"The Supreme Court reaffirmed that the Fourth Amendment protects the home as sacred..."
On May 17, 2021, the U.S. Supreme Court issued a unanimous opinion in the Fourth Amendment case Caniglia v. Strom. Shay Dvoretzky and Emily Kennedy of Skadden, Arps, Slate, Meagher & Flom, the lead lawyers representing Edward Caniglia, help explain the significance of the decision.
Q: What was this case about?
The question in this case was whether the "community caretaking" exception to the Fourth Amendment’s warrant requirement extends to homes.
The community caretaking exception originated with a 1973 Supreme Court decision, Cady v. Dombrowski, which upheld the warrantless search of a car that was in police custody. The officer in that case was looking for a gun that he believed was in the car and could have fallen into the wrong hands. In upholding the search, Cady recognized that police often perform noninvestigatory “community caretaking” functions, such as assisting with car accidents and traffic control.
Some lower courts, including the U.S. Court of Appeals for the First Circuit in Caniglia v. Strom, had extended the exception established in Cady to also allow warrantless searches of homes. In this case, Mr. Caniglia’s wife called the police to request a welfare check. The couple had argued the night before, and in a melodramatic gesture, Mr. Caniglia had placed an unloaded gun on the table and said, "Why don’t you just shoot me and get me out of my misery?" His wife spent the evening at a hotel, and when she could not reach Mr. Caniglia the next morning, she called the police because she feared he had committed suicide.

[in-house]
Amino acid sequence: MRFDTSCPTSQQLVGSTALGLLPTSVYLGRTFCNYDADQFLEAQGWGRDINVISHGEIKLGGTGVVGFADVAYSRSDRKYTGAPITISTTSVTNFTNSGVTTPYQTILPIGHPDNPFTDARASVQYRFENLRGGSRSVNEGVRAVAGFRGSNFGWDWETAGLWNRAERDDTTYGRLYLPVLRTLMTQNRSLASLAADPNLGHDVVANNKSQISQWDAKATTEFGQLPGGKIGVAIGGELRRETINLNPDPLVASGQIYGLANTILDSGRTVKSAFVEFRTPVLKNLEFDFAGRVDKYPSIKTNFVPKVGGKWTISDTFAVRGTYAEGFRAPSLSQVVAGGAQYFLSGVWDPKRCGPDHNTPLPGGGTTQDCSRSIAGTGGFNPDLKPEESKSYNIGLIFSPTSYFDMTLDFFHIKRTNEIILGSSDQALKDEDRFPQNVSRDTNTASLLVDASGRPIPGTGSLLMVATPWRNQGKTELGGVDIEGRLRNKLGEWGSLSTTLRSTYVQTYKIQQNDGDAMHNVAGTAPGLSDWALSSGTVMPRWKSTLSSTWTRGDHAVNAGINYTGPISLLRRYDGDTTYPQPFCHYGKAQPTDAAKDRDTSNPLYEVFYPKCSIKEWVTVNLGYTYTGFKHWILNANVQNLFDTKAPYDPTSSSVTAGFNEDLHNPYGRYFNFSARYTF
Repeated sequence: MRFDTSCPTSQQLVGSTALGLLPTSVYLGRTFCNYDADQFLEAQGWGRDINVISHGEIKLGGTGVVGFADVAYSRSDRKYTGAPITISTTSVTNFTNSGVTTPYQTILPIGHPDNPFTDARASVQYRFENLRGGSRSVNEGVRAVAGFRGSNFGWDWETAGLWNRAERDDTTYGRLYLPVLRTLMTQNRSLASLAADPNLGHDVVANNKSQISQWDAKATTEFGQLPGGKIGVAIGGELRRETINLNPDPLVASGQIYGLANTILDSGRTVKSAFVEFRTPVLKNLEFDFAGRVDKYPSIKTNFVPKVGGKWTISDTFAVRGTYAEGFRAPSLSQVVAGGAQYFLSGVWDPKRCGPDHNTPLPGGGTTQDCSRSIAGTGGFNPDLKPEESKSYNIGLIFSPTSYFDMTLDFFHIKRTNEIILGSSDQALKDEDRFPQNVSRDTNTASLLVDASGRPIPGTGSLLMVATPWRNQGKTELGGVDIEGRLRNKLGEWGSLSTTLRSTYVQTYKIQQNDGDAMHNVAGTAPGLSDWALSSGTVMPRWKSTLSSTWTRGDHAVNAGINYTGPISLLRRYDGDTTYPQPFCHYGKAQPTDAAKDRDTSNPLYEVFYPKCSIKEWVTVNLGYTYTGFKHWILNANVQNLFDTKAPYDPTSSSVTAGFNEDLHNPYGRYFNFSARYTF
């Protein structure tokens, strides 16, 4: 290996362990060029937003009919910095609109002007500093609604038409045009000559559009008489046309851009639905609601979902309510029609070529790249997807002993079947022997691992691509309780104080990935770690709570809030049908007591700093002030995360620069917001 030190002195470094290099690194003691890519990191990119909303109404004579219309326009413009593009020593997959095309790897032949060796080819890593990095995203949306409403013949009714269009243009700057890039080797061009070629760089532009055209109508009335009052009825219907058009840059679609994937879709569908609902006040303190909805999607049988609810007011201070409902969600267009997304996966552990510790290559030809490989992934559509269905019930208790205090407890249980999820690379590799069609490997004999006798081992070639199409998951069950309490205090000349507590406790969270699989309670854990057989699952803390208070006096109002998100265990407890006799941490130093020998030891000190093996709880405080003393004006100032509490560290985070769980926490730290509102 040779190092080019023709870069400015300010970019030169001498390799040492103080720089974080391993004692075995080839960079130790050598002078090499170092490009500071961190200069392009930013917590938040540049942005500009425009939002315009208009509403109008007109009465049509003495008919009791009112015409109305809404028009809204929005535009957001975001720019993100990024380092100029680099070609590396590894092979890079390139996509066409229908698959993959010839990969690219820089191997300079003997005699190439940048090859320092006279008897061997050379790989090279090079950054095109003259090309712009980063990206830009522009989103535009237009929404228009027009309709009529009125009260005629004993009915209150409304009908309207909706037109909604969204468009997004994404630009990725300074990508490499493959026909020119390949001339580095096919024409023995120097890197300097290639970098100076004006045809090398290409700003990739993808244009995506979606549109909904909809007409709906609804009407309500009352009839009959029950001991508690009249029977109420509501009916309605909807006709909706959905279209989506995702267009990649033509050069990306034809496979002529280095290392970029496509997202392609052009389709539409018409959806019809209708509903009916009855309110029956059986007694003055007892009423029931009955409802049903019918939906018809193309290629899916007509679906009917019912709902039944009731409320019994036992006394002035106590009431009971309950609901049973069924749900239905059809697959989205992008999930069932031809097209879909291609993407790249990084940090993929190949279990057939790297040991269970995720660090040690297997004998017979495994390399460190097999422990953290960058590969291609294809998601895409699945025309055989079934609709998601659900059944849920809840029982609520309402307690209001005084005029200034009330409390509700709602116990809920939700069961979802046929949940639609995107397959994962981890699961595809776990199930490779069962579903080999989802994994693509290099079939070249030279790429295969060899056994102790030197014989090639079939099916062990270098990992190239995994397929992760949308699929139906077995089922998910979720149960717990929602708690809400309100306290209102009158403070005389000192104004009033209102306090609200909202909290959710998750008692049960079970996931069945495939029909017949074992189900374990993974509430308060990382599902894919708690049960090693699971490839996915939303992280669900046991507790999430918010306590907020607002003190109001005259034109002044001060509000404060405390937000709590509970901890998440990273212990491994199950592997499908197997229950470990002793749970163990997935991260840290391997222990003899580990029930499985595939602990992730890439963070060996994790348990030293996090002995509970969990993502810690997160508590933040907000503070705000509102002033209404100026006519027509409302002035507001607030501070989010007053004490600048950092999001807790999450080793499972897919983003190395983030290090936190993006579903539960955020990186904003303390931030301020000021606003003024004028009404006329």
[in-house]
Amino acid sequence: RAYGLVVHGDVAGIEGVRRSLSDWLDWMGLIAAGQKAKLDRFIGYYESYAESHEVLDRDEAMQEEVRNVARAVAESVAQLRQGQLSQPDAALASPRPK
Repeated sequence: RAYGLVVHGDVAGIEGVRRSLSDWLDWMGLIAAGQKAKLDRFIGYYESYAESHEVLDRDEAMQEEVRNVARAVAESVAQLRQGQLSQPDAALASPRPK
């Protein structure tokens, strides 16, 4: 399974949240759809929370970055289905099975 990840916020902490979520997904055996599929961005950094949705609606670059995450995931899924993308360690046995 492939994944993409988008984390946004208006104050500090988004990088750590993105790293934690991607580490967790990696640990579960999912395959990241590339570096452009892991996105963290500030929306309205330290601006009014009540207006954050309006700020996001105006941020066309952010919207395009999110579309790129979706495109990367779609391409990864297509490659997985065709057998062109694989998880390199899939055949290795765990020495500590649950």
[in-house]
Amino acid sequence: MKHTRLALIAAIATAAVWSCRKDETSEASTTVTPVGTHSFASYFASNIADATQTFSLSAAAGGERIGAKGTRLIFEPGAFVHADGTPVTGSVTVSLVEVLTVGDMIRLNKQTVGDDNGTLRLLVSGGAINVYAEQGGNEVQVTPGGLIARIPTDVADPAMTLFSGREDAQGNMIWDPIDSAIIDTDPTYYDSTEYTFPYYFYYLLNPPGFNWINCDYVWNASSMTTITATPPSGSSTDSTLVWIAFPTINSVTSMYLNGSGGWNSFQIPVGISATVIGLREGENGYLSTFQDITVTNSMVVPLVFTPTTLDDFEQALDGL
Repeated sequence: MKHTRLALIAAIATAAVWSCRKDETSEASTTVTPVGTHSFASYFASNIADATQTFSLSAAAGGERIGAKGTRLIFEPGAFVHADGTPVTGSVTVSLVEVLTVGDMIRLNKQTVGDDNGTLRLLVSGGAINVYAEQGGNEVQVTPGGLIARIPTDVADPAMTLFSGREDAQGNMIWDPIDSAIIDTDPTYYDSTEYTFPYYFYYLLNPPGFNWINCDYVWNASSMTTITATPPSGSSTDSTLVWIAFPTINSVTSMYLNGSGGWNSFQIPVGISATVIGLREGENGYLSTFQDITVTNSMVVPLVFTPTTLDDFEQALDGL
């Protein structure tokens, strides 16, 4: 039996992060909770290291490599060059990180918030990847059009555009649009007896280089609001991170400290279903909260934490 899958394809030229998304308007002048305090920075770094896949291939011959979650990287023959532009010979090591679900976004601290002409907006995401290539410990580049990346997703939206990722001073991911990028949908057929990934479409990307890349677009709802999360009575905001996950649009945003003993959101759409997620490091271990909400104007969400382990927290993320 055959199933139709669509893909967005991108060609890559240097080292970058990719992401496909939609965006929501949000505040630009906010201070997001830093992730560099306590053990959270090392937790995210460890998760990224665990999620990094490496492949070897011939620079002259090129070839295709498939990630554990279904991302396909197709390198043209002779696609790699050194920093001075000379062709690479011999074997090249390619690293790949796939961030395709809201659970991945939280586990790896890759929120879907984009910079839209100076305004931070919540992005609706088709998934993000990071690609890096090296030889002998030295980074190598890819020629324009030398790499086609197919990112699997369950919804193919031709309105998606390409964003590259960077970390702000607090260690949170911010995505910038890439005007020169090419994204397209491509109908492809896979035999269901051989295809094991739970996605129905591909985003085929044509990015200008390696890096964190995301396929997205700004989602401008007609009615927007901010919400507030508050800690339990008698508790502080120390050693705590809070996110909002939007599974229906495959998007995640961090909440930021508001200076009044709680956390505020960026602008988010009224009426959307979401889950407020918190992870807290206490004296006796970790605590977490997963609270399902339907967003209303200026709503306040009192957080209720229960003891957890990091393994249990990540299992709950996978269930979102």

...the Court held that the “community caretaking” exception does not extend to the home...
The police spoke with Mr. Caniglia at his home, and even though he was calm and denied any suicidal intent, they decided to send him — involuntarily — to a hospital for psychiatric evaluation. As soon as he left his home, they entered it and seized guns from his bedroom and garage. Although the hospital released Mr. Caniglia the same day (with a hefty bill for the police-ordered services), he was unable to retrieve his firearms from the police for months.
Mr. Caniglia sued the officers and the city for violating his Fourth Amendment rights, but the First Circuit upheld the officers’ actions as an exercise of their “community caretaking” functions. In a 9-0 opinion by Justice Thomas, the Supreme Court held that the “community caretaking” exception does not extend to the home, narrowing police powers to search homes without a warrant and repudiating the First Circuit’s decision.
Q: Why is this decision significant?
The Supreme Court reaffirmed that the Fourth Amendment protects the home as sacred.
The Court’s holding is a significant victory for Americans concerned about the sanctity of their homes.